Item description for A Delightful Compendium of Consolation: A Fabulous Tale of Romance, Adventure and Faith in the Medieval Mediterranean by Burton L. Visotzky...
The year is 1031. The place is Fustat, Egypt.
Having learned to read and write, Karimah is put to work by her merchant father, Dunash HaCohen al-Tustari, for whom she does bookkeeping.
She is sent to work with Ismail, the son of her father's partner, and they fall in love. Unfortunately, their parents, although colleagues and friends, will not smile upon the union: Ismail is Muslim and Karimah is a Karaite, member of a sect of Jews who adhere solely to the law as it is understood from the written Bible, rejecting rabbinical interpretation.
Karimah runs away with her lover, and her father undergoes mourning for his "lost" child. In his grief, he turns to Rabbenu Nissim, a religious leader and teacher from Kairawan, North Africa; modern-day Tunisia.
Rabbenu Nissim begins to write a series of rabbinical tales to comfort his friend, Dunash. The stories work their magic - Dunash looks forward to the stories he hears of living a life of love, of community and faith in God.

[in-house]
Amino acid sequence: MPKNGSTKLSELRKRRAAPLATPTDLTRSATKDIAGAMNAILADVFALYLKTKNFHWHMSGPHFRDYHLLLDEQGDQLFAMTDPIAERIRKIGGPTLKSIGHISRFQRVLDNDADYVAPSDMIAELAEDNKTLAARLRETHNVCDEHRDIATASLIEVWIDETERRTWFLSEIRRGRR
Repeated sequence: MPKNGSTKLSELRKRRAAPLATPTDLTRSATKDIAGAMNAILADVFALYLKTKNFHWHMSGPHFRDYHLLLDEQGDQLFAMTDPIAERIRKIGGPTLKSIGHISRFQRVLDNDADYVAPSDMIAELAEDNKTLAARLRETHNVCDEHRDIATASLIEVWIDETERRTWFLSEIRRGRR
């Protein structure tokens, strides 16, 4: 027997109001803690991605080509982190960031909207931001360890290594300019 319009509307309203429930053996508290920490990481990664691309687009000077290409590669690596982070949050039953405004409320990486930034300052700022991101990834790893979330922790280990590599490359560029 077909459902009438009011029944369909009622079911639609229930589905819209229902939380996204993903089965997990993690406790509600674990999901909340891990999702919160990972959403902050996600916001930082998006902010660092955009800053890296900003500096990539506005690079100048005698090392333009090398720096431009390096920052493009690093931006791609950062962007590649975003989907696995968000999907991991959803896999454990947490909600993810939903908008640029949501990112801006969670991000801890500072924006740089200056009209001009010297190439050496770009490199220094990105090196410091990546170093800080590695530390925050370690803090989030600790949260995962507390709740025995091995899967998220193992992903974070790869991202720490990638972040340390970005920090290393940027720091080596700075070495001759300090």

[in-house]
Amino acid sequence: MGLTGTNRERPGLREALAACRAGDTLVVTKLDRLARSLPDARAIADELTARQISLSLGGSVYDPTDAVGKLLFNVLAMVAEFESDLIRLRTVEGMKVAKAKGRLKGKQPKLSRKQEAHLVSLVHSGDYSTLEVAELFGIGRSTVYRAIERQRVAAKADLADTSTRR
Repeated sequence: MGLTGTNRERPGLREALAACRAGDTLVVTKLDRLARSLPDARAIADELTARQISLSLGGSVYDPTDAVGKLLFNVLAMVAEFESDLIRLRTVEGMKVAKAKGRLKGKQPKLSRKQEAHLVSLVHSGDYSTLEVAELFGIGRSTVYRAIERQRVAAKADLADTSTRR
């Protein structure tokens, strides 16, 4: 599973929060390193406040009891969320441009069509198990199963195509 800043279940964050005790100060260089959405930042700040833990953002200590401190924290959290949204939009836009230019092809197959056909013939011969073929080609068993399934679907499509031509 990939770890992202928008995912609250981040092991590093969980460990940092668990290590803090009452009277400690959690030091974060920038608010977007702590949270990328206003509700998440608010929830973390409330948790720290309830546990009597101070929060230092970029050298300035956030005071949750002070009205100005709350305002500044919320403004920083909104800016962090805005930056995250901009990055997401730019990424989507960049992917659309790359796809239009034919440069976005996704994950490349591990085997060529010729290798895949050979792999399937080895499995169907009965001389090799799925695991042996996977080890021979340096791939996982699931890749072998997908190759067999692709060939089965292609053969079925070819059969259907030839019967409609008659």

Karimah writes her own scrolls - to her brother, al-Iskander. These are tales of her own fantastic adventures, interspersed with stories she appropriates from the Arabian Nights.
As events unfold, the storytellers become lost in their own stories which begin to entwine and take on a life of their own. The storytellers learn that their tales are mirrors; the more they are told, the more they reflect the teller.
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Est. Packaging Dimensions: Length: 0.75" Width: 5.75" Height: 8.75" Weight: 1.1 lbs.
Release Date Mar 15, 2008
Publisher Ben Yehuda Press
ISBN 1934730203 ISBN13 9781934730201
Availability 129 units. Availability accurate as of Oct 26, 2016 09:48.
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More About Burton L. Visotzky
BURTON L. VISOTZKY is Appleman Professor of Midrash and Interreligious Studies at the Jewish Theological Seminary. He worked with Bill Moyers and more recently with Christiane Amanpour on Back to the Beginning, aired annually at Christmas time. The author of many books, including Sage Tales: Wisdom and Wonder from the Rabbis of the Talmud, he has been named to The Forward 50 and repeatedly to the Newsweek/Daily Beast list of the The 50 Most Influential Jews in America. He lives in Manhattan."